Wednesday, August 18, 2010

Be Emaciated in Just Two Weeks!

So, the September issue of Bicycling Magazine arrived yesterday, and as I'm looking through it a number of thoughts hit me:
  • Why does a September issue arrive in mid-August? Is this a time-space continuum problem? If Doc Brown finds that I'm reading it, will he start ranting about how careless flux capaciting could inflict Marty with Parkinson's?
"Great Scott!" "No, I think that's a Trek, Doc."
  • Why are there all of these ads for cars? I could understand it if they were the kinds of cars that we might put bike racks on to drive somewhere and ride, but a Cadillac CTS Sports Sedan? Really?
  • And then, finally, the ultimate question: Why am I so fat?
Now, I'm not going to argue with you as to whether I am fat or not. I get people all of the time telling me that I'm too skinny and I need to eat more. Of course, these are all "normal" people (and may be lying to me), as opposed to cyclists. My mom, for one, is always saying "Mangia, mangia, mi biciclette boy -- eat-a some more-a pasta!"

OK, mom doesn't really talk like that. She was born in central Florida 80 years ago, so she talks like most Southern women. She used to cook like most Southern women, too, but my dad's cholesterol cured her of that back in the 70's. She does tell me that I'm too skinny, but she's also the one that told me about Santa Claus and the Easter Bunny. Liar!

Anyway, I usually have to explain (to non-cyclists like my mom ... just kidding about the "liar" thing there, mom) that there are three kinds of weight when it comes to cycling:
  • Thin
  • This is what most recreational cyclists are. Clothes look good on you, and the doctor only says "You could lose a few pounds" during your check-ups because if he didn't give you some kind of advice, how could he (in good conscience) bill your insurance company?
    Thin riders can generally ride a club century at a comfortable pace, but don't win any KOM points on the long hills. They watch what they eat, but are not obsessed with it. For example, they can go to McDonald's and get a Big Mac with fries, but will only Super-Size it if they rode at least a metric that morning.
  • Skinny
  • These are the guys that stay with the faster packs on the tough climb Tuesday night, and may even be the first over the hill if no Climbers show up (see below). They look good in their team kit, and the doctor usually sends them in for a bone-density scan, rather than telling them to lose weight (Hey, he's just doing his job!).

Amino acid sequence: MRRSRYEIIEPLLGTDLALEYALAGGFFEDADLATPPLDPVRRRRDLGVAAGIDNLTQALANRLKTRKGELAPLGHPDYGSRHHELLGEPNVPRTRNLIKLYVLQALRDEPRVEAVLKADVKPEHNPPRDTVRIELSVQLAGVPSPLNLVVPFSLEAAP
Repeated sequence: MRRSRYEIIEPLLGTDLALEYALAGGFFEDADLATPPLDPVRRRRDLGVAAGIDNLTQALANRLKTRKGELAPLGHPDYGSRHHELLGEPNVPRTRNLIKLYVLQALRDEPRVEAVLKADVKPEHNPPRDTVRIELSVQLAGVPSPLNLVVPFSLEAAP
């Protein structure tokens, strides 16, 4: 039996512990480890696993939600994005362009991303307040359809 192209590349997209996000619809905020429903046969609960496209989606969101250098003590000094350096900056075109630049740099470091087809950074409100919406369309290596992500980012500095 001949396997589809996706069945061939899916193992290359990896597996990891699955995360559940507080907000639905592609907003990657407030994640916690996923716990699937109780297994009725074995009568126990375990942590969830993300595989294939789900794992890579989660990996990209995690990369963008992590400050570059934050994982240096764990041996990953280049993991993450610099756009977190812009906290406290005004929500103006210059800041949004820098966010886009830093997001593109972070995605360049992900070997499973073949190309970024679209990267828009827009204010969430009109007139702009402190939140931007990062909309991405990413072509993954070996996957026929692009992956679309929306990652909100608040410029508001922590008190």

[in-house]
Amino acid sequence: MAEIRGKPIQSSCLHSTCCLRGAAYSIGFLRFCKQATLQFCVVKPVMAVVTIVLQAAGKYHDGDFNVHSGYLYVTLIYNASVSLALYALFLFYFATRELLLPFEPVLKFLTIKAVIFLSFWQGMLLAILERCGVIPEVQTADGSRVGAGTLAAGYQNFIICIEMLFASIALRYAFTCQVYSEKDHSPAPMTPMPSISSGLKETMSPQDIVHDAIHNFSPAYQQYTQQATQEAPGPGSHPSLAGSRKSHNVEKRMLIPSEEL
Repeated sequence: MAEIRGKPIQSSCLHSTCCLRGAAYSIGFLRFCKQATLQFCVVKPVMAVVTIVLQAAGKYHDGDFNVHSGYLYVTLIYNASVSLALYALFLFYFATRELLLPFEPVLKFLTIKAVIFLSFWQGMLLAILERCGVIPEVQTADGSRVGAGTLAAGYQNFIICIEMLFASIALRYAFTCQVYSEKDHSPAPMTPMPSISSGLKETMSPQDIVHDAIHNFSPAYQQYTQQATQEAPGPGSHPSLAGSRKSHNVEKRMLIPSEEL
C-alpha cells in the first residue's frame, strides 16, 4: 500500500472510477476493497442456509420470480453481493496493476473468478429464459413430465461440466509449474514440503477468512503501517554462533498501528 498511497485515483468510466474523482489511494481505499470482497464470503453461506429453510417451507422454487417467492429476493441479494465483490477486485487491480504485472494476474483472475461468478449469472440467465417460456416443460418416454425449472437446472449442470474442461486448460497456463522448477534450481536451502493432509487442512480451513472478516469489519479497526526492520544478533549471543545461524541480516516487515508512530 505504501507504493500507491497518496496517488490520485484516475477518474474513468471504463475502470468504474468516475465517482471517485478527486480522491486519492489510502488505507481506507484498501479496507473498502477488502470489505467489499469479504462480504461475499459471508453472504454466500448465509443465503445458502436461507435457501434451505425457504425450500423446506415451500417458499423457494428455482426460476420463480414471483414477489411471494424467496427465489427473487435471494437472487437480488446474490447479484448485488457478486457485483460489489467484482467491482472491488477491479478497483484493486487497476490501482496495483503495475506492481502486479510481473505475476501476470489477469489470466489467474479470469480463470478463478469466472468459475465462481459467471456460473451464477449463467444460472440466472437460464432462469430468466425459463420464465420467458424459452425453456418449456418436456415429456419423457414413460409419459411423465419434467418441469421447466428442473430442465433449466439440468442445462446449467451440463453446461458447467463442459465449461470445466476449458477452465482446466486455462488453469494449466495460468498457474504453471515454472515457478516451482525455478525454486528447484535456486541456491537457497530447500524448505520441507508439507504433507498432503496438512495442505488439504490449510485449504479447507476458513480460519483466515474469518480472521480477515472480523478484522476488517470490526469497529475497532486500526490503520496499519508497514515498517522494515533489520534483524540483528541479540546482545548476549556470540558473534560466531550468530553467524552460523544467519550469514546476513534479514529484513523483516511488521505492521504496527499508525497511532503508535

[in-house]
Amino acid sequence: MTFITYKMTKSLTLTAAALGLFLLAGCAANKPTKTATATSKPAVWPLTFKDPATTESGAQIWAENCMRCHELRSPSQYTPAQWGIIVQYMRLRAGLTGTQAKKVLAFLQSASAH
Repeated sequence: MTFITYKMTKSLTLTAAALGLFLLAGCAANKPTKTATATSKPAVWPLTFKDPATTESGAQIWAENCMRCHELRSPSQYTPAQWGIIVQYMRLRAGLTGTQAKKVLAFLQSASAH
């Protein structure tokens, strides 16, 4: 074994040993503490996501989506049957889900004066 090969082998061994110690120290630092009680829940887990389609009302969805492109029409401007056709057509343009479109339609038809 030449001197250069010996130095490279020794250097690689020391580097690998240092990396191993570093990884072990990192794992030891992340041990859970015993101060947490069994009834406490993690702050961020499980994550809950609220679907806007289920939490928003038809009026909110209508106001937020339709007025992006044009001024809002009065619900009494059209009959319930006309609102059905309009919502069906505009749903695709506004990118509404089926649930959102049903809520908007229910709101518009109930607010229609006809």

Skinny riders have a meal plan. They know the glycogen index of everything that they eat, and know what it's going to do to their bodies. ("These beets will help break down that lactic acid from my morning workout.") They still, although rarely, consider how a thing "tastes." For example, a Skinny rider may actually eat a piece of bacon. 
  • Climber
  • This is the guy who's always over the hill first Tuesday night. He's often seen sitting and spinning along next to the Skinny guys, who are churning their way up that hill, until about 30 yards from the top, when he seems to get bored and -- zoom! -- zips up and over.
    Climbers are usually fast on the descent, too (damn them!). It's because they have no frontal surface area. Wind curves around them as if they were a wing ... a very, very thin wing.
    Depending upon the guy (or girl -- we all know a few Climber women), your only chance to hang with the Climber is on the flat roads ... but don't count on it. Many Climbers are all leg muscle, and can even sprint. These are the ones we call "Pros" or "Cat 2s" or "bastards" (but in an admiring way ... honest).
    Climbers look good in kit, but not in swimsuits. Vestigial arms -- where the brachial artery is larger than the biceps -- are not what the chicks on the beach are looking for. In street clothes they look like extras from "Schindler's List" ... on a long day when the catering wagon never showed up.
    I've heard reports of climbers who "binge and purge." I think they just purge.

Anyway, back to Bicycling Magazine ...

Every month, there's at least one article telling me how to burn off those last five pounds, get a stronger core, clear up my skin, and have a digestive system so regular that the world could replace the atomic clock with my toilet. The past few months, they've been running pieces about cycling chefs from around the world -- where they ride and who they cook for -- plus a recipe that will give you lasting power at the next criterium, assuming that you have five hours to cook it and can stomach the taste of risotto in hummus.

The cover of Bicycling Magazine almost always features a super-lean cyclist, on a very clean brand-new bike, wearing a pristine kit that fits him or her like it was made for him or her (okay, yeah, it probably was), riding in perfect weather over absolutely gorgeous terrain. Next to it is this command:

Get LEAN Now

The message could not be clearer: If you were this thin, you would look like this in your cycling clothes, and you'd be able to afford this bike, and you'd keep it this clean (you could wash it rather than waste time eating), and you would be able to get out on days like this and ride in countryside like this. You just have to  ...

Get LEAN Now (the "loser" is implied.)

1 comment:

  1. I can hardly wait to hear coach Angus' definition of Lean!!